Calling 2017 a “banner year for regenerative and advanced therapies,” the Alliance for Regenerative Medicine (ARM) reported Monday that gene and gene-modified cell therapy saw a 164 percent funding bump in 2017 compared to 2016, to the tune of $4.5 billion for the sector.
The 2017 Annual Data Report from the group also found a 78.5 percent leap in global funding for regenerative medicine overall to more than $7.5 billion in 2017 as well as 946 clinical trials underway in 2017. It called the Food and Drug Administration approvals of regenerative medicine-related therapies “historic.”
The approvals include those for the CAR T-cell therapies Kymriah developed by Novartis that won FDA approval in August. And in October, FDA blessed Kite Pharma for Yescarta that Gilead acquired.
“These groundbreaking product approvals and continued clinical momentum in 2017 fostered growing investor and overall public interest regarding the truly transformative potential of these therapies,” wrote Janet Lambert in her “Letter from the CEO” included in the report.
A look ahead suggests more growth for 2018, with ARM saying that “there is every reason to be optimistic about what 2018 will bring.”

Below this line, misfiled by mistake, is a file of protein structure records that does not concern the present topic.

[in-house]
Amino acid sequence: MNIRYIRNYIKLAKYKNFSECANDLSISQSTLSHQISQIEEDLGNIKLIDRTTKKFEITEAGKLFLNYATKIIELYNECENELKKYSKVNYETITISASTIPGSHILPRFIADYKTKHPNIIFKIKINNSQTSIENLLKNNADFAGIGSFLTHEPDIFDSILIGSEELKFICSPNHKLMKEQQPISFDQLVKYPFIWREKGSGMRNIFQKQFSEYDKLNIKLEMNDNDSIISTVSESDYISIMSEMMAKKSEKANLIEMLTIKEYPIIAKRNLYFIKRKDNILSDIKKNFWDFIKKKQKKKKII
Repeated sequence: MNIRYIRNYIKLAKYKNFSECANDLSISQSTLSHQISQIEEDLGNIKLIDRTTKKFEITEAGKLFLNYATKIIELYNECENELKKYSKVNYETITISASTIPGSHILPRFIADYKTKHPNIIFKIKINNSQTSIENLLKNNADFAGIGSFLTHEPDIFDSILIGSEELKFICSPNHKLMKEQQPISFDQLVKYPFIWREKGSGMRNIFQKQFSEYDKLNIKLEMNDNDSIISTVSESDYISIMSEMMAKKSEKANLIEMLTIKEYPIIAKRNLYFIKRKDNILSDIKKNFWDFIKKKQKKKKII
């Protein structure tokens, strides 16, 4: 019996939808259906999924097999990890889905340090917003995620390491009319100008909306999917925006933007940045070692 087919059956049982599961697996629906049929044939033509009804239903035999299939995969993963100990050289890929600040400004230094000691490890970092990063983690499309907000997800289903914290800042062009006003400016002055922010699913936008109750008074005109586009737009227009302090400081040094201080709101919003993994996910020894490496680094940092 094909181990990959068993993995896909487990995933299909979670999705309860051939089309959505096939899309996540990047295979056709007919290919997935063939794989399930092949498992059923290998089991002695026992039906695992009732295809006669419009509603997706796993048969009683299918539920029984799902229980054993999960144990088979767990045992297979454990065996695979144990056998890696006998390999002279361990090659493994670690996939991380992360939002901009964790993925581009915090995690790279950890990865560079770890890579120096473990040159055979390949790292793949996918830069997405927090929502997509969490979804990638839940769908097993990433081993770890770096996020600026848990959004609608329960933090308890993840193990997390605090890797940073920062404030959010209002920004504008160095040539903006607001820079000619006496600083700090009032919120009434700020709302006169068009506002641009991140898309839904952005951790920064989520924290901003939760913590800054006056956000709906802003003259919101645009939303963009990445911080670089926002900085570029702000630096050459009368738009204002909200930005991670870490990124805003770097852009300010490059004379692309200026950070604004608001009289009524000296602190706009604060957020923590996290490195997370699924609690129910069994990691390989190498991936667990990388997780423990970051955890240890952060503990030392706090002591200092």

Among developments to watch for stateside: the FDA’s Center for Biologics Evaluation and Research plans to update disease-specific guidance on gene therapy manufacturing and safety, beginning with gene therapy and hemophilia. The FDA also is expected to clarify its 2017 policy framework for RM.
Nuggets of information from the report include a whopping $7.5 billion in funding for the RM sector in 2017 and some major increases in some areas. Cell therapy’s 2017 funding increase globally was 122 percent over 2016, at $4 billion. Tissue engineering brought up the rear, with a small 5 percent upward tweak in 2017, for a total of $446.1 million.
Clinical trials also boomed in 2017, with their numbers climbing 18 percent over 2016. Of the 946 trials underway in 2017, a total of 497, or 53 percent, were in oncology. Coming in a distant second were cardiovascular disease trials, taking up almost 10 percent of the RM trial real estate in 2017. Of the total trials, 82 were phase III.
The actual real estate for the 854-plus companies engaging in the RM sector is primarily in North America, which has 460 RM companies, and Israel/Europe, with 234-plus companies. In the European market, the UK, Israel, Germany, and France host the most firms. Meanwhile, Africa has a single RM-focused enterprise and South America has 15 as of 2017.
The report also highlights last year’s dozen regenerative medicine advance therapy designations from the FDA, including for Athersys’s MultiStem for ischemic stroke and Juno’s JCAR017 for relapsed and refractory aggressive large B cell non-Hodgkin lymphoma.
ARM, which was founded in 2009, focuses on advocating for policies that favor advances in the RM field.
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